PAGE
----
In 1990, Goodson received the Emmy Award "Lifetime Achievement Award for Daytime Television", which was presented to him by Betty White.[3] Two years later, in 1992, Goodson earned induction into the Television Hall of Fame.

Foreign versions[edit]

Many Goodson-Todman games were produced internationally, some under different titles, and were distributed by Reg Grundy Productions – Family Feud was known in the United Kingdom as Family Fortunes, and Card Sharks went under the title Play Your Cards Right. In Germany, Match Game was known as Schnickschnack (loosely translated, "something, anything" and used as a counterpart for the word "blank", for which there is no direct word in German). In the United Kingdom, it was known as Blankety Blank, while in Australia, it was known as Blankety Blanks (which, coincidentally, was the title of an unrelated American game show, created by former Goodson-Todman staffer, Bob Stewart).

Most Grundy-produced counterparts of Goodson-Todman games had low payouts, but made up for it with almost identical sets (e.g., Blankety Blanks) or unique sets of their own (e.g., Family Fortunes).

Shows[edit]

The Price is Right is still on the air, but has been produced by three different production companies since 1995, all of which had the rights to the Goodson-Todman library at the time: All-American Television (1995–1998), Pearson Television (1998–2002), and FremantleMedia (2002–present).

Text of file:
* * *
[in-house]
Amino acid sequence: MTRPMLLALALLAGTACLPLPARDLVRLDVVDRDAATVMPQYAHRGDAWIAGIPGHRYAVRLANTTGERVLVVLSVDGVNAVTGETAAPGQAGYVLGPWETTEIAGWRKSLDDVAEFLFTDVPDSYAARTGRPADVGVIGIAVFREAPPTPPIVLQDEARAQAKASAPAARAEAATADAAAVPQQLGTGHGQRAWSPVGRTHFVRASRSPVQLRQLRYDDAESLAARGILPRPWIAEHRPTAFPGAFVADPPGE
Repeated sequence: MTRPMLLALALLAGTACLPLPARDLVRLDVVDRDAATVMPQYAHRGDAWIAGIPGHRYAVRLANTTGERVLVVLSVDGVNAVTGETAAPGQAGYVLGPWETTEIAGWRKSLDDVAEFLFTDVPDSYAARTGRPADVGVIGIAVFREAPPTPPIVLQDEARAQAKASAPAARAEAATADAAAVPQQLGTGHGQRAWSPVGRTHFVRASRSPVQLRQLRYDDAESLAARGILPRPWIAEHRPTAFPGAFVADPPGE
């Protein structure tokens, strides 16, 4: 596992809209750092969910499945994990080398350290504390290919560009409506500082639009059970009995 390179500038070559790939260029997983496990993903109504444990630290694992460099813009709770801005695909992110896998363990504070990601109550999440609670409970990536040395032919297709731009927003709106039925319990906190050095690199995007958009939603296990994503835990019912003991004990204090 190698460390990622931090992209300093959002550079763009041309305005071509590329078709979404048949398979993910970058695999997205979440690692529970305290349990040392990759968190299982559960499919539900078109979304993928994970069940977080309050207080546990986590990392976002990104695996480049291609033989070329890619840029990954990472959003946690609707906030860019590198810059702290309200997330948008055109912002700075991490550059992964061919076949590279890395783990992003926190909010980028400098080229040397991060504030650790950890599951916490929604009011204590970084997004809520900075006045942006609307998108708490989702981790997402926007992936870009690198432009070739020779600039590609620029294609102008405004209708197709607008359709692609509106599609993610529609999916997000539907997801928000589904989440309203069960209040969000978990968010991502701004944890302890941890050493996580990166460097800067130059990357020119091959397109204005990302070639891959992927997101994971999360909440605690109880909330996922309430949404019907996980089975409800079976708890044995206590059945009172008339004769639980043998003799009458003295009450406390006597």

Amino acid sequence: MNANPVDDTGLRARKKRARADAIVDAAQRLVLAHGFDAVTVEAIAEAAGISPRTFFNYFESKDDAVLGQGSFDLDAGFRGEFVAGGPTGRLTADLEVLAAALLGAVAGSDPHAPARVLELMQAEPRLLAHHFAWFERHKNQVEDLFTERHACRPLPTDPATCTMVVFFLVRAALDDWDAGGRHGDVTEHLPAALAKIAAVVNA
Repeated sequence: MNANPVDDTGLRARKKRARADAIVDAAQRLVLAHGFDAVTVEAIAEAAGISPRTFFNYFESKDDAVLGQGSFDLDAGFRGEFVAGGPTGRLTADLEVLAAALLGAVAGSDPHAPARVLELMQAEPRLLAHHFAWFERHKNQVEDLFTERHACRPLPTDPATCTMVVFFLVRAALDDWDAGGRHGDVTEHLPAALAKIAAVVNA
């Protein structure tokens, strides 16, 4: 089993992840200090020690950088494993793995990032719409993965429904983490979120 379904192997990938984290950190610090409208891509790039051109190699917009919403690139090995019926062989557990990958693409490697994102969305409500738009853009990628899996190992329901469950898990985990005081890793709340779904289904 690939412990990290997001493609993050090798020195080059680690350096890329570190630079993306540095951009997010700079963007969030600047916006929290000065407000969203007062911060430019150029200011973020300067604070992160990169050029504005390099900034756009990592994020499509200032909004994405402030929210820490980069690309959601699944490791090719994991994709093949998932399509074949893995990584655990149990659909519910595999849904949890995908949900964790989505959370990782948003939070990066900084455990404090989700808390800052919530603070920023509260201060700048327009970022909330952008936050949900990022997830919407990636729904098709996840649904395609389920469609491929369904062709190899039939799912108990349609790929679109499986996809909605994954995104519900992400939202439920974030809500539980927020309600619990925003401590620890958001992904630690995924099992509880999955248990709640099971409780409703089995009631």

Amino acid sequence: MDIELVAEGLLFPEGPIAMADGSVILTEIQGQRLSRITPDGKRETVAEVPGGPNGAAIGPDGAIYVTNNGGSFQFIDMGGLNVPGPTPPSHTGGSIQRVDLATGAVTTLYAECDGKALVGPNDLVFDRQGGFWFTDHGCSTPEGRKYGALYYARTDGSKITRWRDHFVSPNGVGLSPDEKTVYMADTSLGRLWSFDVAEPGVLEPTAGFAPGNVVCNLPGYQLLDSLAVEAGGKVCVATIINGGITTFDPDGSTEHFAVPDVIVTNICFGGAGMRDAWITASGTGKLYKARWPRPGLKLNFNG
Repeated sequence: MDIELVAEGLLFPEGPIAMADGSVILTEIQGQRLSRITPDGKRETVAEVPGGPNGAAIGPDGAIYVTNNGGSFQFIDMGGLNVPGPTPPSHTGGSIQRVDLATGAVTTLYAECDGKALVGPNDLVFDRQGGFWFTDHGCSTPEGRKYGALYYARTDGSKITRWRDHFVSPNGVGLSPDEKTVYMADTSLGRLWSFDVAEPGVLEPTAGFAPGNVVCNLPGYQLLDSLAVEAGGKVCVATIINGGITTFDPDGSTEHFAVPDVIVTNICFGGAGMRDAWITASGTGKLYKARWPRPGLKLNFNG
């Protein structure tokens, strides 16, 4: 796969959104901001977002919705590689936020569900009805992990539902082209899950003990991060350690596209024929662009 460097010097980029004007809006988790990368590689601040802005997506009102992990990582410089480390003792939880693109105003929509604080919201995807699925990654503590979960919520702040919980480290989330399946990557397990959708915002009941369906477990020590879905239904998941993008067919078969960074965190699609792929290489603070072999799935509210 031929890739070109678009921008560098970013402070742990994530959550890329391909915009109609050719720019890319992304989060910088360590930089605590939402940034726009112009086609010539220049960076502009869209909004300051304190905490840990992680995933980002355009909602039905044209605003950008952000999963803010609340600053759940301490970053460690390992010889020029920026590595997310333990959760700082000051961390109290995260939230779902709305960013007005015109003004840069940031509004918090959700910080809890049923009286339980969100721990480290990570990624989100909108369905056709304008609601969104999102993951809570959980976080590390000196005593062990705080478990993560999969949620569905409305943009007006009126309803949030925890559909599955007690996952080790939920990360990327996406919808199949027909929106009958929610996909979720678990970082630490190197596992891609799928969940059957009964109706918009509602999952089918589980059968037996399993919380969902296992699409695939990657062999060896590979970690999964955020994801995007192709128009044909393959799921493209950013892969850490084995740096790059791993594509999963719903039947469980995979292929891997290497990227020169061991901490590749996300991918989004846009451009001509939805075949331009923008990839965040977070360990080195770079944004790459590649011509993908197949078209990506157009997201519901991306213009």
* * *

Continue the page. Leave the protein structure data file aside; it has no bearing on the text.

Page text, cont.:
Family Feud is also still on the air, but has been produced by two different production companies since 1999, all of which had the rights to the Goodson-Todman library at the time: Pearson Television (1999–2002) and FremantleMedia (2002–present).

Goodson–Todman Productions (1948–1982)[edit]

Mark Goodson Productions (1982–1995)[edit]

Death[edit]

Goodson died of pancreatic cancer on December 18, 1992 in New York City. He is buried at Hillside Memorial Park in Culver City, California, where the inscription on his gravestone is designed to resemble the Goodson-Todman/Mark Goodson Productions logo.

Aftermath of Mark Goodson Productions[edit]

Three years after Goodson's death, his family sold the rights to the library of shows to All American Television in order to pay off an estate tax[citation needed]. AATV acquired 50% of the company that year, and acquired the rest a year later. AATV was bought out by rival communications company Pearson Television in 1998, which, in turn, was acquired by RTL Group subsidiary FremantleMedia four years later (at one time, one of the company's predecessors, Fremantle International, was the distributor of Goodson-Todman game shows internationally). FremantleMedia now owns the rights to the Goodson-Todman library of game shows. While The Price Is Right and Family Feud continue in production to this day, other Goodson-Todman shows have found a new life and a new audience in reruns on cable TV's Game Show Network. The only omissions from the library are the 1973 and 1987 versions of Concentration (which were licensed from NBC) and the 1983-84 joint-ventured Match Game-Hollywood Squares Hour.